If you are interested in blogging or want to promote your book, please contact E. B. Davis at writerswhokill@gmail.com.


Here are the upcoming WWK interviews for the month of July!

July 4th Christopher Huang, A Gentleman's Murder

July 11th V. M. Burns, The Plot Is Murder

July 18th Edith Maxwell (Maddie Day), Death Over Easy

July 25th Shari Randall, Against The Claw


Our July Saturday Guest Blogger Schedule: 7/7--Mary Feliz, 7/14--Annie Hogsett, 7/21--Margaret S. Hamilton, 7/28--Kait Carson.

Our special bloggers for the fifth Monday and Tuesday of July--Kaye George and Paula Gail Benson.


Please welcome two new members to WWK--Annette Dashofy, who will blog on alternative Sundays with Jim Jackson, and Nancy Eady, who will blog on every fourth Monday. Thanks for blogging with us Annette and Nancy!


Congratulations to our writers for the following publications:

Annette Dashofy's Uneasy Prey was released in March. It is the sixth Zoe Chambers Mystery. The seventh, Cry Wolf, will be released on September 18th. Look for E. B. Davis's interview with Annette on September 19th.

Carla Damron's quirky short story, "Subplot", was published in the Spring edition of The Offbeat Literary Journal. You can find it here: http://offbeat.msu.edu/volume-18-spring-2018/


Tina Whittle's sixth Tai Randolph mystery, Necessary Ends, debuts on April 3, 2018. Look for it here. Tina was nominated for a Derringer Award for her novelette, "Trouble Like A Freight Train Coming." We're all crossing our fingers for her.

James M. Jackson's Empty Promises, the next in the Seamus McCree mystery series (5th), was published on April 3, 2018. Purchase links are here. He's working on Seamus McCree #6 (False Bottom)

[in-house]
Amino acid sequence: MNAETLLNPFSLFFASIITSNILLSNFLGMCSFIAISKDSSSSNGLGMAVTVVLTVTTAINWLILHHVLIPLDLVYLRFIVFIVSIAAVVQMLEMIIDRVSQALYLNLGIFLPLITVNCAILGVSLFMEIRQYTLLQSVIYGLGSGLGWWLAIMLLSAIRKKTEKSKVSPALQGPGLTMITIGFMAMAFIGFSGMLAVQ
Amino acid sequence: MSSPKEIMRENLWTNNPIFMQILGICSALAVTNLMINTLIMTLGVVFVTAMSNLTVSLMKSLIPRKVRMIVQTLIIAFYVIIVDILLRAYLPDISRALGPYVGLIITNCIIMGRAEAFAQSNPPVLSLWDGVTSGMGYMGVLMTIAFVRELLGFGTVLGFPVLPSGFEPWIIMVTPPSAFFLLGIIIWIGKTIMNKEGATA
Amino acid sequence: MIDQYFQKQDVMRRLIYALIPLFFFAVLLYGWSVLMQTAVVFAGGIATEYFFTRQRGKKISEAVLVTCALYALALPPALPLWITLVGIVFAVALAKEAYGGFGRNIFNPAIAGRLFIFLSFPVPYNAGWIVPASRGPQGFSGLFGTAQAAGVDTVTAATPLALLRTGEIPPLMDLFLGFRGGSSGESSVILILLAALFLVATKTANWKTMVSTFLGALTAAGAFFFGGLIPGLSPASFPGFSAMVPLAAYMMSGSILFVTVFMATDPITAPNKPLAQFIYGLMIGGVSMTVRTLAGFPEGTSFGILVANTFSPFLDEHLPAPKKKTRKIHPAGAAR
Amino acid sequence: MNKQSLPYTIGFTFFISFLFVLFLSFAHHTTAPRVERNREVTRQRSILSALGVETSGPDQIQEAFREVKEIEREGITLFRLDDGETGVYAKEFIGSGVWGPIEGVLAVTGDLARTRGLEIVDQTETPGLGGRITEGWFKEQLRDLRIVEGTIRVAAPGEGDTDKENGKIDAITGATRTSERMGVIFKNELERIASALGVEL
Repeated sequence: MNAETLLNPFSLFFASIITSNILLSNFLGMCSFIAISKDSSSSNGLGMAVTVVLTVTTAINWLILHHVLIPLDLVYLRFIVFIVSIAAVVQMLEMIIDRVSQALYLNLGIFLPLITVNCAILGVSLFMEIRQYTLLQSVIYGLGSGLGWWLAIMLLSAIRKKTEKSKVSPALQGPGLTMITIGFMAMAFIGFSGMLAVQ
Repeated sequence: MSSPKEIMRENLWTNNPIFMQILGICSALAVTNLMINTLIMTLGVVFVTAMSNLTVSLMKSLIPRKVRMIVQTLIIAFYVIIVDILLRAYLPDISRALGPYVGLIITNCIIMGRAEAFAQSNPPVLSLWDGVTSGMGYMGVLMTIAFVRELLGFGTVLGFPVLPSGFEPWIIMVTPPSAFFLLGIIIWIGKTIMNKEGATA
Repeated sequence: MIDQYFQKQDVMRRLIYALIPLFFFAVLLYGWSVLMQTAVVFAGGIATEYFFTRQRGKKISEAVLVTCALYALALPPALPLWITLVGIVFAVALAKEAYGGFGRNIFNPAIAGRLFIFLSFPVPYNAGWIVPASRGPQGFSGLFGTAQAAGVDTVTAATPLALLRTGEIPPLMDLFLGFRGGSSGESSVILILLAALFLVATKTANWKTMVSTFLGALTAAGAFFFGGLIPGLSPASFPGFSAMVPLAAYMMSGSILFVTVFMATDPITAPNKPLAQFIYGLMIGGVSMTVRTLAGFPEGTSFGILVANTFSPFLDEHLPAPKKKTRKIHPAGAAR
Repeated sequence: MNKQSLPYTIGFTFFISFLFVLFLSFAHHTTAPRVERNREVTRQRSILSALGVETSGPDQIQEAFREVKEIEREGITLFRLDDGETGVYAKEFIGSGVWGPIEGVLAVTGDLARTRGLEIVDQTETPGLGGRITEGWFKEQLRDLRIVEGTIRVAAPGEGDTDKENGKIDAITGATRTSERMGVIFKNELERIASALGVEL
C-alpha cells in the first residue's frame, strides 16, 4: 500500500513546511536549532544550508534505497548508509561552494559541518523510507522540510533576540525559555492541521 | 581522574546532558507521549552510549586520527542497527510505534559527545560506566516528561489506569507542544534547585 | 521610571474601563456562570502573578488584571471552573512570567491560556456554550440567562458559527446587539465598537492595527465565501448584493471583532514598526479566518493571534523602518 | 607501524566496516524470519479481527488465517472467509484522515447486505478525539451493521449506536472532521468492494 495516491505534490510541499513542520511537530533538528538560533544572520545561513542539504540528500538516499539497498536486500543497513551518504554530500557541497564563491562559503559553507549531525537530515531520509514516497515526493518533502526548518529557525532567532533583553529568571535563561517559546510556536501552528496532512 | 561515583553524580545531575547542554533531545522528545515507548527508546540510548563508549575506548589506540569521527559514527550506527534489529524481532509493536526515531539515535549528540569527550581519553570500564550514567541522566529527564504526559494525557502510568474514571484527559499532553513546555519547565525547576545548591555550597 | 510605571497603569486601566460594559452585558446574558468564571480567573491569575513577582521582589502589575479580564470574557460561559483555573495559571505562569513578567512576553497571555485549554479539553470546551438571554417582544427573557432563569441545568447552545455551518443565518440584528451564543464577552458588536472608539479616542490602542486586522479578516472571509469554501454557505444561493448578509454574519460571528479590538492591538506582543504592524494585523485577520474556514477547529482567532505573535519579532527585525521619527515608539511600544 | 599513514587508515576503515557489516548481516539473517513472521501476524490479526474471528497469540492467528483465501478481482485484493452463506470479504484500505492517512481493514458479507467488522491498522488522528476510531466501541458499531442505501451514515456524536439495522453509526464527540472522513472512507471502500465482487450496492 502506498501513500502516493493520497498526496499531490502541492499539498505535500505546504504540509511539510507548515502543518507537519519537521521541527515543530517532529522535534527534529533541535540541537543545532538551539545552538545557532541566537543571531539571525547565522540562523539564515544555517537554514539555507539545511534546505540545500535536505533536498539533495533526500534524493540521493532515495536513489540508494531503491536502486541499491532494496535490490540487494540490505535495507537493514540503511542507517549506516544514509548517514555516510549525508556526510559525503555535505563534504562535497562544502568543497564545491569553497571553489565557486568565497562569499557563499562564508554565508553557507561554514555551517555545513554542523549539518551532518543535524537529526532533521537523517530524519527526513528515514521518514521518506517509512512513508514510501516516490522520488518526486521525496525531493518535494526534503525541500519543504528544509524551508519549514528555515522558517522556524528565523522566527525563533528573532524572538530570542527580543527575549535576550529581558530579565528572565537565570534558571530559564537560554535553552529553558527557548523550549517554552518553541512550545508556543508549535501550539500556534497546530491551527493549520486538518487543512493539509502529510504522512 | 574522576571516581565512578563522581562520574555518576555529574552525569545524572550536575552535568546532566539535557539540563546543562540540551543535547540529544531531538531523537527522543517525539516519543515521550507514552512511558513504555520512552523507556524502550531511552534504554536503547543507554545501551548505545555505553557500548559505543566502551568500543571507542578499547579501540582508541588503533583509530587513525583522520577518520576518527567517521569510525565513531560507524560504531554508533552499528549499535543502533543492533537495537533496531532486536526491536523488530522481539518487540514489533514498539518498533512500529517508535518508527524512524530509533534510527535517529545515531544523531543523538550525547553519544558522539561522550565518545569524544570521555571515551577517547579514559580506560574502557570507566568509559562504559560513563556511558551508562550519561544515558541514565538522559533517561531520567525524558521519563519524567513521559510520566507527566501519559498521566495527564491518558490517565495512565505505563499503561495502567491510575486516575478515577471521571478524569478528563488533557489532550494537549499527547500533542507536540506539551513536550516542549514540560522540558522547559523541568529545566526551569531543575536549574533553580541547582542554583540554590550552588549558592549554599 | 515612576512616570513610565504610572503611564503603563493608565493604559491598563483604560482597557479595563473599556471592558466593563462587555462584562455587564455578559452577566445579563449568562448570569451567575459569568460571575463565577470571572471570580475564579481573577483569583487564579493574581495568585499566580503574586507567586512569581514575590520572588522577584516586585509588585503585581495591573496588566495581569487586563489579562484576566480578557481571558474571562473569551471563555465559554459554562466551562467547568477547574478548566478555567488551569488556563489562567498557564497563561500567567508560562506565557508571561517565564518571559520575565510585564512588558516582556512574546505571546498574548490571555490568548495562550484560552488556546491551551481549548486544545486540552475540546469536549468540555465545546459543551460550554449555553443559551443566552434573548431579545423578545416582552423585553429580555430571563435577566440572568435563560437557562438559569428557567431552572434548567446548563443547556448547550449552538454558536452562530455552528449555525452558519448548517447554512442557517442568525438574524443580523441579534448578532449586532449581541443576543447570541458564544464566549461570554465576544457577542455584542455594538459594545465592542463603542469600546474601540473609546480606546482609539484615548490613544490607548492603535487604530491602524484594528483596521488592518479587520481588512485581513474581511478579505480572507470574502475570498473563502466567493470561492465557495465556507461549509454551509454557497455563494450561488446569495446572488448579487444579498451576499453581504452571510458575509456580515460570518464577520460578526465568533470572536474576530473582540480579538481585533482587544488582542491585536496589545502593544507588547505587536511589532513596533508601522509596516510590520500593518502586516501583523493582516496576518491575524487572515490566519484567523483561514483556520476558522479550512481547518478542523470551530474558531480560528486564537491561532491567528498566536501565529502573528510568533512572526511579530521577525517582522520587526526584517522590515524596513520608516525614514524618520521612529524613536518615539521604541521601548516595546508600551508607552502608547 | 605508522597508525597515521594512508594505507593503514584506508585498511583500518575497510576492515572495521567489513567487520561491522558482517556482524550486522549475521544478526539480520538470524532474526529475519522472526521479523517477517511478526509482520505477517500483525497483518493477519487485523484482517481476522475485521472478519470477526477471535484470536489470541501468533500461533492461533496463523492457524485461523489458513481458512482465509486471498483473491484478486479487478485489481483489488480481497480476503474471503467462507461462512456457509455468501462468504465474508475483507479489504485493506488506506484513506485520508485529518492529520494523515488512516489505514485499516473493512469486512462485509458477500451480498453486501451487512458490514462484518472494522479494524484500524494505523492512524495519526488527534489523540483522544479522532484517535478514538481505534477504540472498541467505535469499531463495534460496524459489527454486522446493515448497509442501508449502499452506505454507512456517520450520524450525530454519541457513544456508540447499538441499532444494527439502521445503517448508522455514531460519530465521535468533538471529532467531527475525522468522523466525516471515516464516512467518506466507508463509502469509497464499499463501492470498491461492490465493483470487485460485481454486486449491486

Dark Sister, a poetry collection, is Linda Rodriguez's tenth published book. It's available for sale here:


Shari Randall's "Pets" will be included in Chesapeake Crimes: Fur, Feathers, and Felonies anthology, which will be published in 2018. In the same anthology "Rasputin," KM Rockwood's short story, will also be published. Her short story "Goldie" will be published in the Busted anthology, which will be released by Level Best Books on April 25th.


Shari Randall's second Lobster Shack Mystery, Against the Claw, will be available in July 31, 2018.

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Sunday, July 30, 2017

Chihuly Garden and Glass


The last morning we were in Seattle as part of a 19-day excursion with our youngest granddaughter, we took in the Chihuly Garden and Glass exhibition. It’s part of the Seattle Center, whose best-known attraction is the Space Needle. A series of five short films are part of the exhibit. They feature Dale Chihuly talking about his approach to some of his exhibitions. Pictures in this blog come from the Seattle exhibit.



Having visited some of his other exhibits, I would have guessed that he was a deep planner, with each piece’s placement well-considered before the glass-blowing began, and then placed in its pre-determined spot. Turns out he’s more of a seat-of-the-pants kind of guy.

Oh sure, he sketches out big pieces, but he’s not a slave to the design. For example, while developing one exhibit, he took great delight in tossing his glass creations into a river to see how they would float together, what patterns they would make, how they would flow, and so on. Kids collected them and stuck them in a large rowboat. Chihuly was so struck by the arrangement the kids made, he included the same concept in several subsequent exhibits, including the one in Seattle.







When Chihuly creates his very large chandeliers, he and his team produce the component parts, but when it comes to constructing each chandelier, serendipity plays a huge part. One film shows the team putting together a new chandelier for an installation. Chihuly stood below and periodically held up a piece and said, “Make sure to include this somewhere. I like this piece.” Later, a small hole in the pattern developed that he commented on several times, making sure they knew it was there and kept it. “After all, nature does the same thing.”




It was clear he enjoyed himself throughout the whole process. When it comes to his art, he has kept the freedom of a child: willing to experiment, follow a wild idea, challenge himself and his partners.